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Some preaching can leave the hearers discouraged. The message often seems to be ‘Try harder’, ‘Do more’. Trying harder and doing more, however, seems to produce little or no spiritual progress. As Jesus shows in this passage, this approach begins in the wrong place. We turn now to consider Luke 6:43-45 Being and doing.
1. The root
What is the problem with the ‘Try harder’ message? It is not entirely wrong – Scripture exhorts us to committed effort in godly living, but this approach begins in the wrong place. It deals only with ‘bad fruit…good fruit’ – what is outward and visible, but if change is to take place it must begin with the nature of the tree. That is the reason why the tree bears the fruit it does. We must first consider the internal, which explains the fruit that is borne. The nature of the tree is crucial, indeed determinative: ‘People do not pick figs from thorn-bushes, or grapes from briars’ (v44). No matter how hard a briar tried, it could not produce grapes. The lesson relates to people – ‘The good man…the evil man’ (v45). What we do flows from who we are – the fundamental issue is the nature we possess. Jesus sums it up in the language of the heart – ‘The good man brings good things out of the good stored up in his heart’ (v45). The good man is not good because he does good: he does good because he is good. The Lord is concerned first with who we are. The ‘heart’ in Scripture is the core of our identity. ‘The good man’ is regenerate, being remade in Christ’s image; ‘the evil man is still a sinner under God’s wrath. There are only two ‘hearts’ in biblical thinking.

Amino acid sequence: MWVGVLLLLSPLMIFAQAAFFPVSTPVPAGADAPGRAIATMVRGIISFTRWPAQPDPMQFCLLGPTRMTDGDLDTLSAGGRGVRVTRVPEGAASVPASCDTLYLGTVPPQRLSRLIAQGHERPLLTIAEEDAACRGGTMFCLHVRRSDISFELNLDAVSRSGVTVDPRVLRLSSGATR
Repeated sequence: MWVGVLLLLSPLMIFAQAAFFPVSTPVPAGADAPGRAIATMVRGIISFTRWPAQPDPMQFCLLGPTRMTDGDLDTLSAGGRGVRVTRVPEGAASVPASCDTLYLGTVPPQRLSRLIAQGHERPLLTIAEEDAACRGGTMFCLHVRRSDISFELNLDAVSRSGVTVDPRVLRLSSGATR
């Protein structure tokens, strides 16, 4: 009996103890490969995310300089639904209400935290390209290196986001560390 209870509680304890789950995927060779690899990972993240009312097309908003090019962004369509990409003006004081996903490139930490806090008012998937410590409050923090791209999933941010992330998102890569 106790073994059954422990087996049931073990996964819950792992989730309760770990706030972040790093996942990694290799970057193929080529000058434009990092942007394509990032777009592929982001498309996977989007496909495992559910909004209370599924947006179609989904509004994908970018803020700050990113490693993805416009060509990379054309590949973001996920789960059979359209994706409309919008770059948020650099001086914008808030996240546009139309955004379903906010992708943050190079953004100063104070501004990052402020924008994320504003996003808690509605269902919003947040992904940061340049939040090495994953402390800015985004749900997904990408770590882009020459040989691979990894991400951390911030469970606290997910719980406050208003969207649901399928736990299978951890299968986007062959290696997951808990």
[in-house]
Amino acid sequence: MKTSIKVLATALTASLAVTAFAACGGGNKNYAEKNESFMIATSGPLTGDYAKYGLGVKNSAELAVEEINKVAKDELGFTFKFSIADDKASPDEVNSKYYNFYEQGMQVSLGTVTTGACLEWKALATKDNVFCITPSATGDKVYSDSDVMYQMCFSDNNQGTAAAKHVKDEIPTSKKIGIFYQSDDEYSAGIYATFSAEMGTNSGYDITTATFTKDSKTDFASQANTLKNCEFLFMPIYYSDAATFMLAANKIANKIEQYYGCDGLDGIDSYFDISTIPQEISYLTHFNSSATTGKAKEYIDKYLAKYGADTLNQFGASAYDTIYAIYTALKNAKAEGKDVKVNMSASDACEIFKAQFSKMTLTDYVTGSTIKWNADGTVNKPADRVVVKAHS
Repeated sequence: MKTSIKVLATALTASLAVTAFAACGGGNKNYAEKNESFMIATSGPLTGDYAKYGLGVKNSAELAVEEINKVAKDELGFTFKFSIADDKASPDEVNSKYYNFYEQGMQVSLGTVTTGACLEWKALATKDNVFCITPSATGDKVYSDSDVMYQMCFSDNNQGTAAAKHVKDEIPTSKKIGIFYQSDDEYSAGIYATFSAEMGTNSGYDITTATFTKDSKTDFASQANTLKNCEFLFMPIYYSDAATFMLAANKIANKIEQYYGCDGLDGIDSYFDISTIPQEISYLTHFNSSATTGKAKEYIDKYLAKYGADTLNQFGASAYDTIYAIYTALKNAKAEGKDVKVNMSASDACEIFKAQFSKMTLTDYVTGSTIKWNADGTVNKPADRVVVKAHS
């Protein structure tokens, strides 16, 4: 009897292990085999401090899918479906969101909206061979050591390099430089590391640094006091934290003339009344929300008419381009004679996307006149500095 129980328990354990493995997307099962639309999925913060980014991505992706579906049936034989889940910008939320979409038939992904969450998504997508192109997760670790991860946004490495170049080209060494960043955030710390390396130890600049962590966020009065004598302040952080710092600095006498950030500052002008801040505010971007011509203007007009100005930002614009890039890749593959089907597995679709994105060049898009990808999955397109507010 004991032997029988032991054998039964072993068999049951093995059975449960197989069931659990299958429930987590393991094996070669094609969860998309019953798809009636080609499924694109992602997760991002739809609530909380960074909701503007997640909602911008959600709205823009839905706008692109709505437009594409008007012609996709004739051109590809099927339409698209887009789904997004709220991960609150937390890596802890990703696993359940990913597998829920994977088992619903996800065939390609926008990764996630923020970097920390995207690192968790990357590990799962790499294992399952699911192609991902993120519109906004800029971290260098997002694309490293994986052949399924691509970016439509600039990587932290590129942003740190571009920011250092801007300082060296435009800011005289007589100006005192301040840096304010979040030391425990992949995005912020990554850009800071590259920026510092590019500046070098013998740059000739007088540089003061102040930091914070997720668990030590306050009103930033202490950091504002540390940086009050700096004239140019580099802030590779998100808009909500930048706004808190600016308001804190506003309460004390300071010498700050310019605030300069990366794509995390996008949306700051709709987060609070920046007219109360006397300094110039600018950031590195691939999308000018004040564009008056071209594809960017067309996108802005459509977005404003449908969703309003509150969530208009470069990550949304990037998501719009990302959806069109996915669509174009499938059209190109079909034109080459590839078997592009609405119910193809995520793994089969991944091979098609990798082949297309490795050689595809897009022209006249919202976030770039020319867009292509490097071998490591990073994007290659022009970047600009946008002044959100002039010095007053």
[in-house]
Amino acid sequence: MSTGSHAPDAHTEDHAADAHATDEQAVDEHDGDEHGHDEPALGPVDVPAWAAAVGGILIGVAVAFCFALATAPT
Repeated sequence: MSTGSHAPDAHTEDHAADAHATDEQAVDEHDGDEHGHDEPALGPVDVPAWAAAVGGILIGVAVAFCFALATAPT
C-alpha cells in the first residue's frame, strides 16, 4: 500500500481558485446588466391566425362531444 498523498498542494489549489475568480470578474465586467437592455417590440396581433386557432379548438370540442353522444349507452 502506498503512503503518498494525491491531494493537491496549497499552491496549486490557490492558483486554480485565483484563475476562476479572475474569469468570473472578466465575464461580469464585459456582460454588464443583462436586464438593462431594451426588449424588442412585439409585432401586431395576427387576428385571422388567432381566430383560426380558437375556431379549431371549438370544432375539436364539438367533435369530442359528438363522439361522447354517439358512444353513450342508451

2. The fruit
Although the Lord’s first concern is with who we are – the issue of the heart – he is also concerned with what we do – the issue of fruit. The fruit a person bears is the result of the nature possessed (v45). There is a fundamental consistency between root and fruit, heart and behaviour. What kind of fruit would we expect from a ‘good man’? We can at once think of ‘the fruit of the Spirit’ (Galatians 5:22-23), a description of the character of Jesus. From a heart renewed by grace will come a life that reflects the Saviour and is shaped by his Word applied by the Holy Spirit. In contrast, from an ‘evil man’ we would expect the ‘acts of the flesh’ (Galatians 5:19-21), a lifestyle governed by the fallen sinful nature. In both cases, every aspect of life is involved. Often words reveal the reality – ‘’Out of the overflow of the heart the mouth speaks’ – a reminder of the power of the tongue (James 3:1ff). Believers are imperfect in this life and we can be inconsistent, but there will be no final contradiction between root and fruit when we appear in the Last Judgment.
3. The examination
The NIV misses ‘For’ at the beginning of v43 – there is a link to v41-42 regarding planks and specks. The Lord calls us to self-examination, instead of examination of others. What kind of tree are you, bearing what kind of fruit? Note ‘stored up’ (v45) – we must store our hearts with God’s Word, from which a godly life will come. Change in a man’s nature is also always possible by the grace of God, making him a new creation in Christ.